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Pompeii and Herculaneum at the British Museum

I am writing this in the train, as we hurtle back to Derby from St Pancras so you’ll understand if the style has a certain lurchy, snoopy tendency to it.

Having recently been to Florence we have been hoping to plan a trip to Pompeii some time, and  were most excited to learn about the plans for the Pompeii and Herculaneum  exhibition, which is on until September at the British Museum. John and I are going in June all being well but I was lucky enough – having already planned one of my fairly regular little jaunts down to London – to be able to attend  a private viewing of the exhibition this morning with our daughter Ruth whose official invitation most generously included me!

What a treat! The exhibition is beautifully mounted, with hundreds of wonderful  relics never before seen in this country or even possibly ever outside Italy. I went round it twice, once during the private viewing and then again, with an audio visual thingy afterwards.

So many things struck me, it’s hard to know what to begin with, but perhaps it is the human element. You feel you are almost intruding on the lives of people going about their daily chores and pleasures  one moment and and in the next  destroyed by the erupting Vesuvius.

Their  ghastly tragedy is our great fortune, because, thanks to the ferocity and nature of the eruption so much was preserved for us to view now, over two thousand years later.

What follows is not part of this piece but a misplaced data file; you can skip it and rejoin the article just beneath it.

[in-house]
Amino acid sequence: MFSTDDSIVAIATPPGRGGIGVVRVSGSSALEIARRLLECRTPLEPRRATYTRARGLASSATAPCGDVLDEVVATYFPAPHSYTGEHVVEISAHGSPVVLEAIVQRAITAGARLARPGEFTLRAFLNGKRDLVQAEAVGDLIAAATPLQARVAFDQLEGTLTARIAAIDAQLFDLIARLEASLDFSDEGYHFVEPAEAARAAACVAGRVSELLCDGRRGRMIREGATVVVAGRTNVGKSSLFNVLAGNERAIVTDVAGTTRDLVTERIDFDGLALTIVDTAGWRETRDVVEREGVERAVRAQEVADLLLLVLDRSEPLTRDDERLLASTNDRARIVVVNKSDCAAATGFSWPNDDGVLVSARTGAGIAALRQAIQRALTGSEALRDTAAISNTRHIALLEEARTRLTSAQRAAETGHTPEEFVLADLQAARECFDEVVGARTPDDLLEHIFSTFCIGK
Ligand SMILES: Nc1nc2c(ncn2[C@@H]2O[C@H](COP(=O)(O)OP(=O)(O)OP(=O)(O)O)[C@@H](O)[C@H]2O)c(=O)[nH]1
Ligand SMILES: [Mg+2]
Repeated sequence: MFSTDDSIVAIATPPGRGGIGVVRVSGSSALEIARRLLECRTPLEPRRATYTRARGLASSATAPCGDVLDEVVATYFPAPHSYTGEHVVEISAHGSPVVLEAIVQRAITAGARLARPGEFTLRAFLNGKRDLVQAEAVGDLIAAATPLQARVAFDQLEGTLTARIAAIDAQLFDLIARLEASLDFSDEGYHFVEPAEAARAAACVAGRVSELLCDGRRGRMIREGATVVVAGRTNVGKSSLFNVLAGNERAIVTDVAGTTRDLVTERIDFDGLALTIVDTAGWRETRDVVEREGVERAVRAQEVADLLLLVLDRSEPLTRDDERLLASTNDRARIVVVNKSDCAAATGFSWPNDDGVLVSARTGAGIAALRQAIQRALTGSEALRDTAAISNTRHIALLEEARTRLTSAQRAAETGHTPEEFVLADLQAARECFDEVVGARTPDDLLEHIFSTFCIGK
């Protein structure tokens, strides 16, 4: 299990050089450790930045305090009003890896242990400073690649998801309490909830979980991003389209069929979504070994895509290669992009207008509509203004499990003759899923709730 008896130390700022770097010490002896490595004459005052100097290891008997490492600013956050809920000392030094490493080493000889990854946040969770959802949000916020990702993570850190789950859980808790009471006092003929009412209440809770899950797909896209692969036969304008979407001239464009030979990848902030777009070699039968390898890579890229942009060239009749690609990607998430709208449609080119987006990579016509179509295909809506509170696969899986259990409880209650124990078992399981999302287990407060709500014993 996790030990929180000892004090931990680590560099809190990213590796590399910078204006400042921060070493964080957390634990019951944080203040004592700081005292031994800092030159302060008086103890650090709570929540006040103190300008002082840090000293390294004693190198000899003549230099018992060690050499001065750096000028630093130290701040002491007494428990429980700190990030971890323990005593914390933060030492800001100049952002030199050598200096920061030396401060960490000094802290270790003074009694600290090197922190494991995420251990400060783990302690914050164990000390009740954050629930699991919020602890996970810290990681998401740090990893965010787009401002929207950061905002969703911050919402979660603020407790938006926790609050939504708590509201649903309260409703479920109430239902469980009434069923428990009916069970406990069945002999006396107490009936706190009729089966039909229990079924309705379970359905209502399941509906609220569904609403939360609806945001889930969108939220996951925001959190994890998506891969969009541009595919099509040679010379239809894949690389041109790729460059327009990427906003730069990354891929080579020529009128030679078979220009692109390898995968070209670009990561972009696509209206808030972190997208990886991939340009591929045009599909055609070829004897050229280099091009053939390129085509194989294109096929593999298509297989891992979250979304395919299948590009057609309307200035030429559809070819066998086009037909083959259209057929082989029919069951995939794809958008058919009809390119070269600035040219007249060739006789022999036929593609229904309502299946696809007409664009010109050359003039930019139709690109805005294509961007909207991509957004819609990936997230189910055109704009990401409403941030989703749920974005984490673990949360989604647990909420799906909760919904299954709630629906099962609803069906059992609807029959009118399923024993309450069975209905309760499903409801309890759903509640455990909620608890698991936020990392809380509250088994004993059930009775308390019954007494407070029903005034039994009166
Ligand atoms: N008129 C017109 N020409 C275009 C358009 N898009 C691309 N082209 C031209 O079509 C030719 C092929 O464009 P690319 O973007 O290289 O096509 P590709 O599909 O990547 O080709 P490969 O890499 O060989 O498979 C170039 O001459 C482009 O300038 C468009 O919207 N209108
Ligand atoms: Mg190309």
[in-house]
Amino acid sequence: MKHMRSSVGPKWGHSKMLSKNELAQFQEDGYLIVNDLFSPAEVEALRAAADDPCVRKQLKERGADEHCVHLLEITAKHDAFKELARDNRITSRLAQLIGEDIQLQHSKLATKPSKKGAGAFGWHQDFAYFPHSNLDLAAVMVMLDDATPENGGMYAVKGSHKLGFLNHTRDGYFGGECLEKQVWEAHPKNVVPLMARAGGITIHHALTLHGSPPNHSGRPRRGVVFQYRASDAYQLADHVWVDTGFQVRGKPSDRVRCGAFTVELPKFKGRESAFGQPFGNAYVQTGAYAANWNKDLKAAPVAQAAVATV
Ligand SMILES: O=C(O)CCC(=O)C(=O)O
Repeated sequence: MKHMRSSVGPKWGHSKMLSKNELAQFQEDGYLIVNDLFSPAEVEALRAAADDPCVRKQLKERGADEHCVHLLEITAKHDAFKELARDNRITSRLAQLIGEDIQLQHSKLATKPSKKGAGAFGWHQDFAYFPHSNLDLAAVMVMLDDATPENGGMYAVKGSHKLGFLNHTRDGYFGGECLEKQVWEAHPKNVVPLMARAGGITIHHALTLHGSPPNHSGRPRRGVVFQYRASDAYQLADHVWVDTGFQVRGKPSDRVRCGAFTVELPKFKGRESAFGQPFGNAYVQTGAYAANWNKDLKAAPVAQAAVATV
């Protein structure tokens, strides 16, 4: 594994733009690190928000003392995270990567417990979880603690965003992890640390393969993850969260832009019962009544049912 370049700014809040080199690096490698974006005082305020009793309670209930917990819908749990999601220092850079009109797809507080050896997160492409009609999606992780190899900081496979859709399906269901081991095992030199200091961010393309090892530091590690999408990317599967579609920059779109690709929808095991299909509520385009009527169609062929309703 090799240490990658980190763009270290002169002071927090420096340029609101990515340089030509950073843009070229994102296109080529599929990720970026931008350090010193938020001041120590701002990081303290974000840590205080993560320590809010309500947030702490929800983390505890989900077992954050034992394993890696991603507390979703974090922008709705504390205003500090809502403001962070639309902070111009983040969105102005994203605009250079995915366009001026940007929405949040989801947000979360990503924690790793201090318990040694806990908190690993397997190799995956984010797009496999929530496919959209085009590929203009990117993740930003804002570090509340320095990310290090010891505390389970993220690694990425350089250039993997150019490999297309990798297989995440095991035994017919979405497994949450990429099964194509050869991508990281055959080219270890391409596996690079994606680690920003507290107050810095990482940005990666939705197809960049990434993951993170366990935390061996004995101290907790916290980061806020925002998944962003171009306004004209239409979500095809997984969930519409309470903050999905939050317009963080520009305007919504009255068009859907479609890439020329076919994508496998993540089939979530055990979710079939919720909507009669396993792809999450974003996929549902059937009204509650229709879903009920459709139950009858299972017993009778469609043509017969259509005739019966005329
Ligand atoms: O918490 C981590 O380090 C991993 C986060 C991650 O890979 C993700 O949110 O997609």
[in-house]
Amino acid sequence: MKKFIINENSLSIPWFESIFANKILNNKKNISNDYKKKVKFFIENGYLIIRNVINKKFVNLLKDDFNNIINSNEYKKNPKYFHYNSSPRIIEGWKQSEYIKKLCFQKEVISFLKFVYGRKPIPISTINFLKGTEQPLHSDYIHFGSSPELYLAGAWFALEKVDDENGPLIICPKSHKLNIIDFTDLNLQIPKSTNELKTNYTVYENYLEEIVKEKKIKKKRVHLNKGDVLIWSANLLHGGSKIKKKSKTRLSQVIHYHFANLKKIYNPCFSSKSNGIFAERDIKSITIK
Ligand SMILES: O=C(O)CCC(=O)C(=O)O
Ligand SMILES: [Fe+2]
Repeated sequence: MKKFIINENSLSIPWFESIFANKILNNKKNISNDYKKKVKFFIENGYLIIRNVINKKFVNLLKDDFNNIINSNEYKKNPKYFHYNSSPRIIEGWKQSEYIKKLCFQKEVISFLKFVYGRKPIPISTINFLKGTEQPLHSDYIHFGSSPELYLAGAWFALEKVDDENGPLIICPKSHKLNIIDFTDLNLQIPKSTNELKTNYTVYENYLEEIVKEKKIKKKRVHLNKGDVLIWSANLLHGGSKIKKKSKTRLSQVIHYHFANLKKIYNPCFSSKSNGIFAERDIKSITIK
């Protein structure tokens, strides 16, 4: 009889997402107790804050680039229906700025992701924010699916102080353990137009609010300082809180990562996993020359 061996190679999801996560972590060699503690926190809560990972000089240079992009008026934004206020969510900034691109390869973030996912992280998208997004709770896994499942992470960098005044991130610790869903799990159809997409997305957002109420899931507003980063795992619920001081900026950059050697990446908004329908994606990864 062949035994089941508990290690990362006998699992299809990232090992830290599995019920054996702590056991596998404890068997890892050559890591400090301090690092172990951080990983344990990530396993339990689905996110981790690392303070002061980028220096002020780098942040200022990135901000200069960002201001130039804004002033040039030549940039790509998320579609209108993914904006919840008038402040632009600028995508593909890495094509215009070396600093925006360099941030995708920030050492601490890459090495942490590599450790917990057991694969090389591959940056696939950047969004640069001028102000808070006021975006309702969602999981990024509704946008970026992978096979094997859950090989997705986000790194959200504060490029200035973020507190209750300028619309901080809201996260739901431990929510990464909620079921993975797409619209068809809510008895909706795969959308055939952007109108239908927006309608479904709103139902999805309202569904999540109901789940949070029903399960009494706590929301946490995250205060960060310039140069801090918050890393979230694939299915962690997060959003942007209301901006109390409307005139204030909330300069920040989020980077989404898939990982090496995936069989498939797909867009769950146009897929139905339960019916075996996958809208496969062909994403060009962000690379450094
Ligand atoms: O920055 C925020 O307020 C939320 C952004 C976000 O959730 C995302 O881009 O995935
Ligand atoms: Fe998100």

An interesting fact which i had not appreciated is that the two cities were affected in very different ways, and at different times, although equally devastating. Pompeii was covered by several feet of ash and afterwards was revisited by people returning to rescue items and presumably by looters and many centuries later was much easier for archeologists to explore.. Herculaneum was buried much deeper, and hit by a hotter wall burning gas which meant that everything was instantly carbonised, and preserved, but was harder to retrieve.

Another very striking thing I found was how civilised their society was; this is before Christ, when one suspects that in this country people were lagging behind more than somewhat. There was widespread if not mass literacy, slaves were frequently given their freedom, woman had (more or less) equal rights although they were not allowed to vote, trades flourished, houses were and elegant sophisticated and well furnished – apart from their toilet arrangements: apparenty these were normally situated in the kitchen so that human and catering waste could be dealt with simultaneously. They loved their gardens, feasting and entertaining; they had boundary disputes between neighbours, and so on… It all felt quite incredibly ‘normal’.

Which of course makes the tragedy that befell them all the more heart rending. Ironically, in one of the scenes depicting a banquet there is a notice imploring the guests to eat and drink as much as they could , because ‘tomorrow we die’. Little did they know.

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